8. Kinetics of a Criegee intermediate that would survive high humidity and may oxidize atmospheric SO2

    PubMed Central

    Huang, Hao-Li; Chao, Wen; Lin, Jim Jr-Min

    2015-01-01

    Criegee intermediates are thought to play a role in atmospheric chemistry, in particular, the oxidation of SO2, which produces SO3 and subsequently H2SO4, an important constituent of aerosols and acid rain. However, the impact of such oxidation reactions is affected by the reactions of Criegee intermediates with water vapor, because of high water concentrations in the troposphere. In this work, the kinetics of the reactions of dimethyl substituted Criegee intermediate (CH3)2COO with water vapor and with SO2 were directly measured via UV absorption of (CH3)2COO under near-atmospheric conditions. The results indicate that (i) the water reaction with (CH3)2COO is not fast enough (kH2O < 1.5 × 10−16 cm3s−1) to consume atmospheric (CH3)2COO significantly and (ii) (CH3)2COO reacts with SO2 at a near–gas-kinetic-limit rate (kSO2 = 1.3 × 10−10 cm3s−1). These observations imply a significant fraction of atmospheric (CH3)2COO may survive under humid conditions and react with SO2, very different from the case of the simplest Criegee intermediate CH2OO, in which the reaction with water dimer predominates in the CH2OO decay under typical tropospheric conditions. In addition, a significant pressure dependence was observed for the reaction of (CH3)2COO with SO2, suggesting the use of low pressure rate may underestimate the impact of this reaction. This work demonstrates that the reactivity of a Criegee intermediate toward water vapor strongly depends on its structure, which will influence the main decay pathways and steady-state concentrations for various Criegee intermediates in the atmosphere. PMID:26283390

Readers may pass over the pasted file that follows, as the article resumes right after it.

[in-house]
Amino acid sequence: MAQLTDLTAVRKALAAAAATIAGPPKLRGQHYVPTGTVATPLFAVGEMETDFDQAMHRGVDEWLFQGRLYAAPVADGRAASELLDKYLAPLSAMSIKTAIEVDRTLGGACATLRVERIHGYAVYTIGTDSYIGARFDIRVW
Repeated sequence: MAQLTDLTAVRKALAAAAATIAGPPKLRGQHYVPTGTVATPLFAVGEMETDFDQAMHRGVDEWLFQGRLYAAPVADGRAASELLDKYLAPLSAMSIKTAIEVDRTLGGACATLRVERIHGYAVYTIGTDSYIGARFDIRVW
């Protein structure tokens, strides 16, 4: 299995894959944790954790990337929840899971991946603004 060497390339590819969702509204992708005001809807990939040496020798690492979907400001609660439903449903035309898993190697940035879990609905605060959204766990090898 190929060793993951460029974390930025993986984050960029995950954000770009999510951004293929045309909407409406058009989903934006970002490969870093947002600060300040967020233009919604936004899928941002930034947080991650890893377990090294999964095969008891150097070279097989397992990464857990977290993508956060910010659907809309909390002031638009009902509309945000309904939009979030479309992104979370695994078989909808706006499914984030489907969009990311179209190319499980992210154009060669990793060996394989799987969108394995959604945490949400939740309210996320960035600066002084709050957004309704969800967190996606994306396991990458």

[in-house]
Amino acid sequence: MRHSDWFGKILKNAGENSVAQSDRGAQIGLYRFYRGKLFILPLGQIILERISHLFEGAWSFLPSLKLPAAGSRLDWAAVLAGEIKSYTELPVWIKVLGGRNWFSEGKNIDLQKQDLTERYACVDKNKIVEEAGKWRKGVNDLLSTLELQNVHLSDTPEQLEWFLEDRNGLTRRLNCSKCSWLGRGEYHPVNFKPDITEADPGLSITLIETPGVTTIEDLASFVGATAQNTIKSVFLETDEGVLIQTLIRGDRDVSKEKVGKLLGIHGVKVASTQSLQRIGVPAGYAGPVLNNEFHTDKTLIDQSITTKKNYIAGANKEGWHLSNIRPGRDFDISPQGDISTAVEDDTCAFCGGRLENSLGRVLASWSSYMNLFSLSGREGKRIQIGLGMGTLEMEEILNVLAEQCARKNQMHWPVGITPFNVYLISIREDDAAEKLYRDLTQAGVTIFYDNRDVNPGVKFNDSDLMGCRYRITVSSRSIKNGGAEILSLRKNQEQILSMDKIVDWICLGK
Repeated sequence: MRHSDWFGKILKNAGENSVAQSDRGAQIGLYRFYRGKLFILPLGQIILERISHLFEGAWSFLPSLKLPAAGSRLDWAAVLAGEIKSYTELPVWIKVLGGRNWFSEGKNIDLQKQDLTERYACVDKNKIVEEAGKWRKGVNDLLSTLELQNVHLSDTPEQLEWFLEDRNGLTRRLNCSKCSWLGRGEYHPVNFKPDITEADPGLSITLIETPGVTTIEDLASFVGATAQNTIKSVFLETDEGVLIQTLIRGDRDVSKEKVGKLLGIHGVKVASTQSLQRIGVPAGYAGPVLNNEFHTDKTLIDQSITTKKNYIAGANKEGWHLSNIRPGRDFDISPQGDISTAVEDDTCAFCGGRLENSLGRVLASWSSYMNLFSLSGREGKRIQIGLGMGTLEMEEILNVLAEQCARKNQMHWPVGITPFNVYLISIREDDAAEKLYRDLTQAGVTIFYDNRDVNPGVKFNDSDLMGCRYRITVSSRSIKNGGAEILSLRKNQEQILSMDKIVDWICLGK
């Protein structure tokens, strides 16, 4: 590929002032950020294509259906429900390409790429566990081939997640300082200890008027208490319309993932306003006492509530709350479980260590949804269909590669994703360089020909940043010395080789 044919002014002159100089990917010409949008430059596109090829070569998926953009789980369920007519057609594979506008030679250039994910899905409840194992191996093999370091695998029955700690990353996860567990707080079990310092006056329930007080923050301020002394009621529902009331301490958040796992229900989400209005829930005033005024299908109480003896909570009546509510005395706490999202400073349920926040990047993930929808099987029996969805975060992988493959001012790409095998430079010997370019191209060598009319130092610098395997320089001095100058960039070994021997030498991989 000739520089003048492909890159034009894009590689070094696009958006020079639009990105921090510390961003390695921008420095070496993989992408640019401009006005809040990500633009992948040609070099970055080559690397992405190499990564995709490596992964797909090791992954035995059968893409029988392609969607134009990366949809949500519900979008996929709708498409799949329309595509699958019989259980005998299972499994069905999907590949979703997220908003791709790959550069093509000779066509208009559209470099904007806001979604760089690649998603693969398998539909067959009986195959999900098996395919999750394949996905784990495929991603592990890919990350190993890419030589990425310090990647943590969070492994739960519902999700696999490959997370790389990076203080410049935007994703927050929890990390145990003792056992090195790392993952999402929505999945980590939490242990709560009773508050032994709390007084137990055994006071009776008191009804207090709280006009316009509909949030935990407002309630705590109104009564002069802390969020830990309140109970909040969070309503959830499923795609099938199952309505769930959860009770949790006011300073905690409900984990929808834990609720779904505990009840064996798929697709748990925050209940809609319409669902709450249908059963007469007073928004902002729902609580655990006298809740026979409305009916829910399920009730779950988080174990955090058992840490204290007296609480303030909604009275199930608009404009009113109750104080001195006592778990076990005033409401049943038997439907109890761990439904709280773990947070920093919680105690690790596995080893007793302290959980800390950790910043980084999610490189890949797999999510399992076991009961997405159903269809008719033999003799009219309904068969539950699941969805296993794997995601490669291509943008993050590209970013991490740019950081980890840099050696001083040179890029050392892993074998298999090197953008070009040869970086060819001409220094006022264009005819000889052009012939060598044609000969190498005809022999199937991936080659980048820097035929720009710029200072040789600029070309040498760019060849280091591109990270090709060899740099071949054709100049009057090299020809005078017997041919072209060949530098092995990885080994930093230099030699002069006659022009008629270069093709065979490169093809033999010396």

9. Kinetic Intermediates in RNA Folding

    NASA Astrophysics Data System (ADS)

    Zarrinkar, Patrick P.; Williamson, James R.

    1994-08-01

    The folding pathways of large, highly structured RNA molecules are largely unexplored. Insight into both the kinetics of folding and the presence of intermediates was provided in a study of the Mg2+-induced folding of the Tetrahymena ribozyme by hybridization of complementary oligodeoxynucleotide probes. This RNA folds via a complex mechanism involving both Mg2+-dependent and Mg2+-independent steps. A hierarchical model for the folding pathway is proposed in which formation of one helical domain (P4-P6) precedes that of a second helical domain (P3-P7). The overall rate-limiting step is formation of P3-P7, and takes place with an observed rate constant of 0.72 ± 0.14 minute-1. The folding mechanism of large RNAs appears similar to that of many multidomain proteins in that formation of independently stable substructures precedes their association into the final conformation.

  10. Microarray Detection Call Methodology as a Means to Identify and Compare Transcripts Expressed within Syncytial Cells from Soybean (Glycine max) Roots Undergoing Resistant and Susceptible Reactions to the Soybean Cyst Nematode (Heterodera glycines)

    PubMed Central